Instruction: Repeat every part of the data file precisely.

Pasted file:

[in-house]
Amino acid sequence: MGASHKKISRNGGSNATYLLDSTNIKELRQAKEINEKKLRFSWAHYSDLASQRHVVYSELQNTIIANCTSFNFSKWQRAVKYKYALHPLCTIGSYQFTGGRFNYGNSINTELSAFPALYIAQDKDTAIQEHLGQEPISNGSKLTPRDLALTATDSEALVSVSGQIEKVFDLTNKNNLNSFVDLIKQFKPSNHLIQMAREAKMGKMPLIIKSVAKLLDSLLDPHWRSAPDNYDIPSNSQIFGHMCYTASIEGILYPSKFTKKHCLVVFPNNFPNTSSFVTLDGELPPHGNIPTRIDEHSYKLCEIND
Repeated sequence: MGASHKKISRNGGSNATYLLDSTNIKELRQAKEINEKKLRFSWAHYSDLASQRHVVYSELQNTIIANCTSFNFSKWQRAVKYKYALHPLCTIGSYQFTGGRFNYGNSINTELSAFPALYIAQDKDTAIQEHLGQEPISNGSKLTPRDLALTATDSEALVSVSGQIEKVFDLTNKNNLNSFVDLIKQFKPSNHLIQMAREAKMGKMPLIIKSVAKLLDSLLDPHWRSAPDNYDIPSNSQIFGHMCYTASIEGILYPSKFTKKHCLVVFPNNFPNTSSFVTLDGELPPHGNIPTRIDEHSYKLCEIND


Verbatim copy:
[in-house]
Amino acid sequence: MGASHKKISRNGGSNATYLLDSTNIKELRQAKEINEKKLRFSWAHYSDLASQRHVVYSELQNTIIANCTSFNFSKWQRAVKYKYALHPLCTIGSYQFTGGRFNYGNSINTELSAFPALYIAQDKDTAIQEHLGQEPISNGSKLTPRDLALTATDSEALVSVSGQIEKVFDLTNKNNLNSFVDLIKQFKPSNHLIQMAREAKMGKMPLIIKSVAKLLDSLLDPHWRSAPDNYDIPSNSQIFGHMCYTASIEGILYPSKFTKKHCLVVFPNNFPNTSSFVTLDGELPPHGNIPTRIDEHSYKLCEIND
Repeated sequence: MGASHKKISRNGGSNATYLLDSTNIKELRQAKEINEKKLRFSWAHYSDLASQRHVVYSELQNTIIANCTSFNFSKWQRAVKYKYALHPLCTIGSYQFTGGRFNYGNSINTELSAFPALYIAQDKDTAIQEHLGQEPISNGSKLTPRDLALTATDSEALVSVSGQIEKVFDLTNKNNLNSFVDLIKQFKPSNHLIQMAREAKMGKMPLIIKSVAKLLDSLLDPHWRSAPDNYDIPSNSQIFGHMCYTASIEGILYPSKFTKKHCLVVFPNNFPNTSSFVTLDGELPPHGNIPTRIDEHSYKLCEIND